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Stem Cell FAQ

Stem Cells Culture

Latest News: Medicare Health & Living Ltd, Stem cell division are now trading as Medicare Bio Health (a registered trade name of Medicare Health & Living Ltd). Come visit us on our new website: www.medicarebiohealth.ie

 

What is Cord Blood?

What are stem cells?

Why are cord blood stem cells different and better than the other sources?

What disease can be treated with stem cells today?

What will they be used for in the future?

What is the likelihood of actually using the stem cells?

Are the stem cells just for my baby’s use?

What is HLA compatibility and why is it important?

Why does the mother have to have blood tests as well?

When and how is cord blood collected?

Is there any risk to mother or child?

Does having a caesarean section affect the collection process?

What happens when the cord blood reaches the laboratory?

How are my baby’s stem cells stored?

Can I collect the cord blood myself?

What chances are there that the collection process does not work?

Who controls the use of the preserved stem cells?

How long can they be stored for and used for what they are intended?

What testing is performed on the cord blood in your laboratory?

What happens if there is a power failure at the storage facility? Will all my stem cells be lost?

What happens if Future Health out of business?

What guarantees are there for us to have full legal claims on anything involved with our specimen?

Why Choose Medicare Health & Living Ltd?

 

What is Cord Blood?

Cord Blood (sometimes also called "placental blood") is found in the baby's umbilical cord and is normally discarded, along with the placenta, as medical waste after the birth. Most importantly, cord blood is the baby's blood, rather than the mother's and is rich in stem cells.

 

What are stem cells?

Stem cells are regarded as the 'building blocks' or "master cells" of the blood and immune system as well as other types of cells and tissues. They are "unspecialised" cells, which can develop into specialised cells, such as red blood cells or other specific body tissue to treat specific diseases.

They are "multipotent", meaning they can give rise to many different types of cell in the body. Research is also being conducted into making them "pluripotent", which would allow a greater number of treatments possible, since they would be able to give rise to just about any type of cell in the body.

There are currently three main sources of stem cells:

  • Bone Marrow (also known as adult stem cells)
  • Peripheral Blood (i.e. the blood which circulates around your body)
  • Umbilical Cord Blood

Research is also being conducted into embryonic stem cells, which is the subject of major debate around the world. There is no connection between this research and the collection and storage of your baby's stem cells, except for the fact that storage of a baby's stem cells could obviate the need for embryonic stem cell development in that child's later life.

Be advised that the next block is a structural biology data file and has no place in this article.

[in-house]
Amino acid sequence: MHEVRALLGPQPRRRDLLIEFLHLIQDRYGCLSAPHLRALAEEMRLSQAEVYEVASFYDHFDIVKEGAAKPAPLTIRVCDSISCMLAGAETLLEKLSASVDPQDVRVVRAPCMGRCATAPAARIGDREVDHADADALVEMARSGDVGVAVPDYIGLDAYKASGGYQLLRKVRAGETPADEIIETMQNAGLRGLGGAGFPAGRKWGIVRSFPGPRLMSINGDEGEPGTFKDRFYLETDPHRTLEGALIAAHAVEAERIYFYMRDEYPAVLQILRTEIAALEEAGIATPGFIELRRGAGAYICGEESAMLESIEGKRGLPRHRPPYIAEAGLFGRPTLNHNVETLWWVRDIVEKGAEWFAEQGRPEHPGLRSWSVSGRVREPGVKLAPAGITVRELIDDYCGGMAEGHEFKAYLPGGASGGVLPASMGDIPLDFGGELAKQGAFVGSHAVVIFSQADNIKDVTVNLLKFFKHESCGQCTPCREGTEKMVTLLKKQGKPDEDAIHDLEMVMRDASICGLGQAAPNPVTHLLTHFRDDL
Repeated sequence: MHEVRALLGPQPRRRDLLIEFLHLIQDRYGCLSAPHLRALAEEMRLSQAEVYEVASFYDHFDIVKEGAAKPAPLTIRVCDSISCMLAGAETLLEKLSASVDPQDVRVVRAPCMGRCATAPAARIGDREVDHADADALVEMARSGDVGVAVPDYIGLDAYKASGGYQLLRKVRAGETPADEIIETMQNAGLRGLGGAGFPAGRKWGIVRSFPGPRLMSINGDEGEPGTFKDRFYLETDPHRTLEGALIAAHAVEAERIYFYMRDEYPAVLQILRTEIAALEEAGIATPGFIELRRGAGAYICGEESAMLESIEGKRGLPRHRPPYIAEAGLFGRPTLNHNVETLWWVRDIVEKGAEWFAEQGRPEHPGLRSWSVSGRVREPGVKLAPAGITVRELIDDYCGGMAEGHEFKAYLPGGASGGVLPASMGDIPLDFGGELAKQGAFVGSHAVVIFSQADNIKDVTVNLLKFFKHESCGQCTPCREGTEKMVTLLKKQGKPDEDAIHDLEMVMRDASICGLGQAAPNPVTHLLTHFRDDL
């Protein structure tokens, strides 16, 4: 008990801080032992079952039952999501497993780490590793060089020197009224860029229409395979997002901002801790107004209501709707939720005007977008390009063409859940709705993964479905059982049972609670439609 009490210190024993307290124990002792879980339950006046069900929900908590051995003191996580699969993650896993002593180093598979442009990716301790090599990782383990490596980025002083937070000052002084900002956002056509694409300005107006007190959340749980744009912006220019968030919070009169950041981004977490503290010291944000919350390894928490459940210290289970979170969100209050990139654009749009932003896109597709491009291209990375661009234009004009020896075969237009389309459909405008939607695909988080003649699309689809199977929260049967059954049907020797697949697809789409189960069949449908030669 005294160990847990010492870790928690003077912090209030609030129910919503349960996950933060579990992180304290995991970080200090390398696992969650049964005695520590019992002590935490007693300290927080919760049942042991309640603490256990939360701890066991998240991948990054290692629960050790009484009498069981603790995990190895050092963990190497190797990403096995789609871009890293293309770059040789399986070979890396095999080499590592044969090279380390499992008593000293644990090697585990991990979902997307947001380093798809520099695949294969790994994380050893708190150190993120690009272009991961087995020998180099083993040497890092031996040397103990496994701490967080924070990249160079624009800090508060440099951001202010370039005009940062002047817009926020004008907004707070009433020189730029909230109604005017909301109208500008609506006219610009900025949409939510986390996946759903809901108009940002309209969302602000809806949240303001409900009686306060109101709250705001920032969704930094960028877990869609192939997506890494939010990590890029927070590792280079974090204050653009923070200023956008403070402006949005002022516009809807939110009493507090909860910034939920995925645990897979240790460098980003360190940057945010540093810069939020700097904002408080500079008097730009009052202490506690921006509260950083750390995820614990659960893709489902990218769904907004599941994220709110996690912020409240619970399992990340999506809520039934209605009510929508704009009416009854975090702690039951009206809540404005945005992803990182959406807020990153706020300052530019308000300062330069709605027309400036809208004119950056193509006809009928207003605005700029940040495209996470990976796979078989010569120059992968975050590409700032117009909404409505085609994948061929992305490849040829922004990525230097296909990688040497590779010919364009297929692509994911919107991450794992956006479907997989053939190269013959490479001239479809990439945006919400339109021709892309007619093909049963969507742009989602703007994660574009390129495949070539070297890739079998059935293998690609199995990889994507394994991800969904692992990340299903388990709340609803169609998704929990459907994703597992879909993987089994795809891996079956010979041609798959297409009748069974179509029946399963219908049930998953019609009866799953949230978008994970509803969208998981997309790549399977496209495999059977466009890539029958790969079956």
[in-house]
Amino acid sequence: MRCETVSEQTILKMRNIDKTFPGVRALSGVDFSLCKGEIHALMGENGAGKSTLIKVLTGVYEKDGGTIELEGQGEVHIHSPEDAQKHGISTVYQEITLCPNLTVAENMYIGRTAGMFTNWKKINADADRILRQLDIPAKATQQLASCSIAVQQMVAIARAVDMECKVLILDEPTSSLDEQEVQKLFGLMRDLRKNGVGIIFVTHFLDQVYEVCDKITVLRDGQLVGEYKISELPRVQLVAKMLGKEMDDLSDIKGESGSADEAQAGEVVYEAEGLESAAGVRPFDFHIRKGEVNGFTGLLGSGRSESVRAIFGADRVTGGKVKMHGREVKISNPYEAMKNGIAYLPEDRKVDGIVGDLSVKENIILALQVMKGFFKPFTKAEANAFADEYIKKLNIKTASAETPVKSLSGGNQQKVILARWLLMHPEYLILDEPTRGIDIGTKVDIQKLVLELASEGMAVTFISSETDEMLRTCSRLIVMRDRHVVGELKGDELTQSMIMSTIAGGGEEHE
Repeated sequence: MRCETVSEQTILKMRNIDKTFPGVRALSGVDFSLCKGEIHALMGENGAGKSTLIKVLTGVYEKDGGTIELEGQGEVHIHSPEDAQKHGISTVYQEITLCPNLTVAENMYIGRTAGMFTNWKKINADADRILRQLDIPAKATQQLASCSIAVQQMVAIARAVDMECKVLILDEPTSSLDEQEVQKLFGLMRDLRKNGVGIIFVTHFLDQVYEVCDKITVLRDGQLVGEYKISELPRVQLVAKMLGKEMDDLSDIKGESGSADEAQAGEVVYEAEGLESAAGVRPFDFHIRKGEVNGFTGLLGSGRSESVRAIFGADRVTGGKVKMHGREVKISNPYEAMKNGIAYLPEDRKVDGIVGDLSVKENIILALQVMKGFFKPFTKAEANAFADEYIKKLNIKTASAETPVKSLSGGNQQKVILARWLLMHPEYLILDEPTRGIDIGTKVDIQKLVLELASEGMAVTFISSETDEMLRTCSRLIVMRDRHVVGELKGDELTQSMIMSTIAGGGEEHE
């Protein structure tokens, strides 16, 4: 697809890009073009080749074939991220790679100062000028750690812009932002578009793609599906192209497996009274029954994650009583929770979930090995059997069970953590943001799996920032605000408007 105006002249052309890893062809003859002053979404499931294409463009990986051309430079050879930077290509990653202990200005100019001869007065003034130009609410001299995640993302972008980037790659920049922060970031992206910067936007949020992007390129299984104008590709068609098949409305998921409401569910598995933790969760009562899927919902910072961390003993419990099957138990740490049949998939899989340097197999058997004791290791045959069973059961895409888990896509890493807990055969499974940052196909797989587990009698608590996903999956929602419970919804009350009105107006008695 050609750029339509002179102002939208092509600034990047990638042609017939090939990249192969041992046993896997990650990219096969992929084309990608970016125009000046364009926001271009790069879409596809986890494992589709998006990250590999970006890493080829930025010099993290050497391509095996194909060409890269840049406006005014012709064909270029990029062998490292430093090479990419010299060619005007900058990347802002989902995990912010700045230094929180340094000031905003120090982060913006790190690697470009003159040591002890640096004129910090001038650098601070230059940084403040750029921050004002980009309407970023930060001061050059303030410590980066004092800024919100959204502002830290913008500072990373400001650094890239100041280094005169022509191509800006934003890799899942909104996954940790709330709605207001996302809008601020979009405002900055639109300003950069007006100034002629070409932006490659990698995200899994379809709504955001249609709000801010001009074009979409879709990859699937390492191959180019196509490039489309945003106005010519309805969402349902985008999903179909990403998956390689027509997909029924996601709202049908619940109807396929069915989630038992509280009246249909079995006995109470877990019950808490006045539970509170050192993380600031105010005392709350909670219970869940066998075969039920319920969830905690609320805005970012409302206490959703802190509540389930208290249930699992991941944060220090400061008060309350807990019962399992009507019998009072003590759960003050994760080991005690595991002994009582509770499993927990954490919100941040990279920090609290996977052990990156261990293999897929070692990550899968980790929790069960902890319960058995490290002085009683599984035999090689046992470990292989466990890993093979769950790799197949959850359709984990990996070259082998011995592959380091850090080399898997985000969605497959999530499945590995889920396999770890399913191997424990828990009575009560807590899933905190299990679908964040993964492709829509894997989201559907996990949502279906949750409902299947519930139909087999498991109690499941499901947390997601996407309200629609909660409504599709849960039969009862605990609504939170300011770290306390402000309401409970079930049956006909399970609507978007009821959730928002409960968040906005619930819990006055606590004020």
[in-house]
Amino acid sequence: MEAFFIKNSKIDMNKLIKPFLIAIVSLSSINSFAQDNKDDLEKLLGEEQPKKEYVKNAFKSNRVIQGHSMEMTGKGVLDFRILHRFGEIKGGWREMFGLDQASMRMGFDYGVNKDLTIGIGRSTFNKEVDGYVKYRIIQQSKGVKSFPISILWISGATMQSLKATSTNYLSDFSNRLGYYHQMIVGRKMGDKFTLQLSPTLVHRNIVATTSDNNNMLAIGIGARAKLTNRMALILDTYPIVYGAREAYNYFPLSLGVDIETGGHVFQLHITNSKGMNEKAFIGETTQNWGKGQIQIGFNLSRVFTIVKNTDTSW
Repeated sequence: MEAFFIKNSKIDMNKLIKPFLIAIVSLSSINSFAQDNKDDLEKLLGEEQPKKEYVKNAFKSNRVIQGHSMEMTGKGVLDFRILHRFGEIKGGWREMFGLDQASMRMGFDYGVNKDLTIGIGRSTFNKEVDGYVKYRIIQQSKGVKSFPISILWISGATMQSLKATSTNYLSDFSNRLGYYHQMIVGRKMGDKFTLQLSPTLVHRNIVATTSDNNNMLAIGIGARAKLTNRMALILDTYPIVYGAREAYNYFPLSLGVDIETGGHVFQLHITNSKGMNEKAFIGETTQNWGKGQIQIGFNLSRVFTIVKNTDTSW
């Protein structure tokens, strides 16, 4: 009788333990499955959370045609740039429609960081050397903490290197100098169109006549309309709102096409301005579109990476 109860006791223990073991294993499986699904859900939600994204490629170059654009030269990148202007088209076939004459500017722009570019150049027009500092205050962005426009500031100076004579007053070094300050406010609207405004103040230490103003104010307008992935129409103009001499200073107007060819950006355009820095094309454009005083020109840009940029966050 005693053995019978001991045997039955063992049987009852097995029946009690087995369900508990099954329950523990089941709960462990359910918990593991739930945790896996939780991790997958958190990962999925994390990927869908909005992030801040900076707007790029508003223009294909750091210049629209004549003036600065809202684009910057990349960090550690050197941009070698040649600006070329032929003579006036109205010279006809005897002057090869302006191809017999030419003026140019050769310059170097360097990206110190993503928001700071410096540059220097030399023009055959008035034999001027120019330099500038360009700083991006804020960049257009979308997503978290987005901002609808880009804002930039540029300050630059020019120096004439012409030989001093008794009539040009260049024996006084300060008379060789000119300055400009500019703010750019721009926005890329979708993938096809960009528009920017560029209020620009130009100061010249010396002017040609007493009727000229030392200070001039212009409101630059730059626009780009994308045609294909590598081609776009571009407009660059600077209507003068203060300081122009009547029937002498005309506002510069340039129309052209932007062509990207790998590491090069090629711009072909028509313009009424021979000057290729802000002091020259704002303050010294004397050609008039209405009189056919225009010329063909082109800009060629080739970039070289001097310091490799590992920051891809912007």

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Why are cord blood stem cells different and better than the other sources?

Stem cells extracted from cord blood are the "youngest" type of stem cells and, as a result, have therapeutic advantages over those collected through other means.

They are less likely to contain DNA abnormalities (for example, caused by sunlight and other toxins) and are less likely to be rejected in transplantations, even if not an exact match. On a practical level, the collection of cord blood has fewer risks, such as those associated with the use of a general anaesthesia when harvesting bone marrow.

Furthermore, they are immediately available for use if they are required for treatment, which could improve the chances of effective treatment by minimising the chances of disease progression while a suitable bone marrow donor is located

 

What diseases can be treated with stem cells today?

Over the past 20 years, since the procedure was developed, stem cells have been used in the treatment of many different cancers, immune deficiencies and genetic disorders. They restore function to the blood-making and immune systems, which is especially valuable if these have been damaged through illness or other treatments (such as chemotherapy). These diseases have, until recently, mainly been treated by bone marrow stem cell and peripheral blood stem cell transplantation, since umbilical cord blood stem cells have only been stored since the early 1980s.

Stem cell research holds so much promise that the number of diseases and injuries being treated is growing rapidly. Click HERE for a list of the diseases, which can be treated using stem cell therapy today.

 

What will they be used for in the future?

Research is being carried out into the possible use of stem cells in the future to treat diseases such as Parkinson's, Alzheimer's, spinal cord injury, diabetes and multiple sclerosis, to name but a few. Recent research has indicated the positive results of stem cell use in the regeneration of damaged heart muscle after myocardial infraction. It is a very exciting area of research but it does not guarantee that stem cells can be used to treat these conditions in the future.

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What's the likelihood of actually using the stem cells?